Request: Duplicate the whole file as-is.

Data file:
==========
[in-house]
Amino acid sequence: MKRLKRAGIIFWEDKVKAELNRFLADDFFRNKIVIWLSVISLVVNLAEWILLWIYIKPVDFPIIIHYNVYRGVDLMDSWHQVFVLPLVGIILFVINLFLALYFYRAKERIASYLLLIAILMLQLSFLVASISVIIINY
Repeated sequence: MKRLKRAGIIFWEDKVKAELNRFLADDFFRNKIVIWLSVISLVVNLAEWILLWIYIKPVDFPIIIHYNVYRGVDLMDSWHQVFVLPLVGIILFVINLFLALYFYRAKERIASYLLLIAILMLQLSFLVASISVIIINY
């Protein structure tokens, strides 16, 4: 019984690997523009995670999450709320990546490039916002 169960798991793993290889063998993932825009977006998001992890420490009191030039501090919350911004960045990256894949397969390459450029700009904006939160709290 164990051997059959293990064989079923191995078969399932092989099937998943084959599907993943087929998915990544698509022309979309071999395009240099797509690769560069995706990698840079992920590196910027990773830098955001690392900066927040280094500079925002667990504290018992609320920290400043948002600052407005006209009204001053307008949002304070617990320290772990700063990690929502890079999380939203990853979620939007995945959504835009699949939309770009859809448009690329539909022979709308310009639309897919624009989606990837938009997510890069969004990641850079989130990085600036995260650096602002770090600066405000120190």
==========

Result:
[in-house]
Amino acid sequence: MKRLKRAGIIFWEDKVKAELNRFLADDFFRNKIVIWLSVISLVVNLAEWILLWIYIKPVDFPIIIHYNVYRGVDLMDSWHQVFVLPLVGIILFVINLFLALYFYRAKERIASYLLLIAILMLQLSFLVASISVIIINY
Repeated sequence: MKRLKRAGIIFWEDKVKAELNRFLADDFFRNKIVIWLSVISLVVNLAEWILLWIYIKPVDFPIIIHYNVYRGVDLMDSWHQVFVLPLVGIILFVINLFLALYFYRAKERIASYLLLIAILMLQLSFLVASISVIIINY
């Protein structure tokens, strides 16, 4: 019984690997523009995670999450709320990546490039916002 169960798991793993290889063998993932825009977006998001992890420490009191030039501090919350911004960045990256894949397969390459450029700009904006939160709290 164990051997059959293990064989079923191995078969399932092989099937998943084959599907993943087929998915990544698509022309979309071999395009240099797509690769560069995706990698840079992920590196910027990773830098955001690392900066927040280094500079925002667990504290018992609320920290400043948002600052407005006209009204001053307008949002304070617990320290772990700063990690929502890079999380939203990853979620939007995945959504835009699949939309770009859809448009690329539909022979709308310009639309897919624009989606990837938009997510890069969004990641850079989130990085600036995260650096602002770090600066405000120190």